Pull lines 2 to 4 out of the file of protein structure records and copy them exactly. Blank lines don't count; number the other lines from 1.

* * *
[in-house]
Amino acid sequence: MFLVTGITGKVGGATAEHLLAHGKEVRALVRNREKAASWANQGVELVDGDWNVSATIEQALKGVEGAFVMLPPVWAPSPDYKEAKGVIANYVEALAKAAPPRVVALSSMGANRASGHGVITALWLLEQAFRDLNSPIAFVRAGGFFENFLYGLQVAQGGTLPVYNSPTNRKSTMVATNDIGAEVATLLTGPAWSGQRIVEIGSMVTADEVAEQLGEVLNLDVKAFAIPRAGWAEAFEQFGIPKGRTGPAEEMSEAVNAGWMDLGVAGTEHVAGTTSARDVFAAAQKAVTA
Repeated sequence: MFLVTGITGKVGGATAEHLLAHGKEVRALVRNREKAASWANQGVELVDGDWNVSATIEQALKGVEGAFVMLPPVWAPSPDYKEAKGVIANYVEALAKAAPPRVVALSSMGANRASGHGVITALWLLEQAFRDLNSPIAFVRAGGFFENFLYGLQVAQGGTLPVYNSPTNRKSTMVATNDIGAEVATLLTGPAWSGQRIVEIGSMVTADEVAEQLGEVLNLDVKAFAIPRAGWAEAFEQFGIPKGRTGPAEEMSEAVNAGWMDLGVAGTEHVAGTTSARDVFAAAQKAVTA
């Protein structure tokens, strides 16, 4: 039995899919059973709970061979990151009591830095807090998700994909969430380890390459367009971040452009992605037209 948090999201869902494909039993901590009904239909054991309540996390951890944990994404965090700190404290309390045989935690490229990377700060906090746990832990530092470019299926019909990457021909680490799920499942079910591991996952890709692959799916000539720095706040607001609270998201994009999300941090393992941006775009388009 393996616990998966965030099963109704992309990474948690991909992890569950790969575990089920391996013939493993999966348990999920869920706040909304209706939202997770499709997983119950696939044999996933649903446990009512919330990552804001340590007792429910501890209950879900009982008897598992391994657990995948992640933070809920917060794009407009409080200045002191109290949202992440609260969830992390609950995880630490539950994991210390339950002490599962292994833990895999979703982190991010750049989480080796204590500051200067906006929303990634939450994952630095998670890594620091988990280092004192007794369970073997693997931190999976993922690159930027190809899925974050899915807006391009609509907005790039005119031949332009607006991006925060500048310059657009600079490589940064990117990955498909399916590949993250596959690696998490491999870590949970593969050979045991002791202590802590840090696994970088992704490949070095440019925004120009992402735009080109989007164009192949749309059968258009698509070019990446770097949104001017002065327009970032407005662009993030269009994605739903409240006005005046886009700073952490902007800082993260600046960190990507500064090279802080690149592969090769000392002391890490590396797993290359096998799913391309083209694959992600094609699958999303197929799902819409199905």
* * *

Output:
Amino acid sequence: MFLVTGITGKVGGATAEHLLAHGKEVRALVRNREKAASWANQGVELVDGDWNVSATIEQALKGVEGAFVMLPPVWAPSPDYKEAKGVIANYVEALAKAAPPRVVALSSMGANRASGHGVITALWLLEQAFRDLNSPIAFVRAGGFFENFLYGLQVAQGGTLPVYNSPTNRKSTMVATNDIGAEVATLLTGPAWSGQRIVEIGSMVTADEVAEQLGEVLNLDVKAFAIPRAGWAEAFEQFGIPKGRTGPAEEMSEAVNAGWMDLGVAGTEHVAGTTSARDVFAAAQKAVTA
Repeated sequence: MFLVTGITGKVGGATAEHLLAHGKEVRALVRNREKAASWANQGVELVDGDWNVSATIEQALKGVEGAFVMLPPVWAPSPDYKEAKGVIANYVEALAKAAPPRVVALSSMGANRASGHGVITALWLLEQAFRDLNSPIAFVRAGGFFENFLYGLQVAQGGTLPVYNSPTNRKSTMVATNDIGAEVATLLTGPAWSGQRIVEIGSMVTADEVAEQLGEVLNLDVKAFAIPRAGWAEAFEQFGIPKGRTGPAEEMSEAVNAGWMDLGVAGTEHVAGTTSARDVFAAAQKAVTA
């Protein structure tokens, strides 16, 4: 039995899919059973709970061979990151009591830095807090998700994909969430380890390459367009971040452009992605037209 948090999201869902494909039993901590009904239909054991309540996390951890944990994404965090700190404290309390045989935690490229990377700060906090746990832990530092470019299926019909990457021909680490799920499942079910591991996952890709692959799916000539720095706040607001609270998201994009999300941090393992941006775009388009 393996616990998966965030099963109704992309990474948690991909992890569950790969575990089920391996013939493993999966348990999920869920706040909304209706939202997770499709997983119950696939044999996933649903446990009512919330990552804001340590007792429910501890209950879900009982008897598992391994657990995948992640933070809920917060794009407009409080200045002191109290949202992440609260969830992390609950995880630490539950994991210390339950002490599962292994833990895999979703982190991010750049989480080796204590500051200067906006929303990634939450994952630095998670890594620091988990280092004192007794369970073997693997931190999976993922690159930027190809899925974050899915807006391009609509907005790039005119031949332009607006991006925060500048310059657009600079490589940064990117990955498909399916590949993250596959690696998490491999870590949970593969050979045991002791202590802590840090696994970088992704490949070095440019925004120009992402735009080109989007164009192949749309059968258009698509070019990446770097949104001017002065327009970032407005662009993030269009994605739903409240006005005046886009700073952490902007800082993260600046960190990507500064090279802080690149592969090769000392002391890490590396797993290359096998799913391309083209694959992600094609699958999303197929799902819409199905």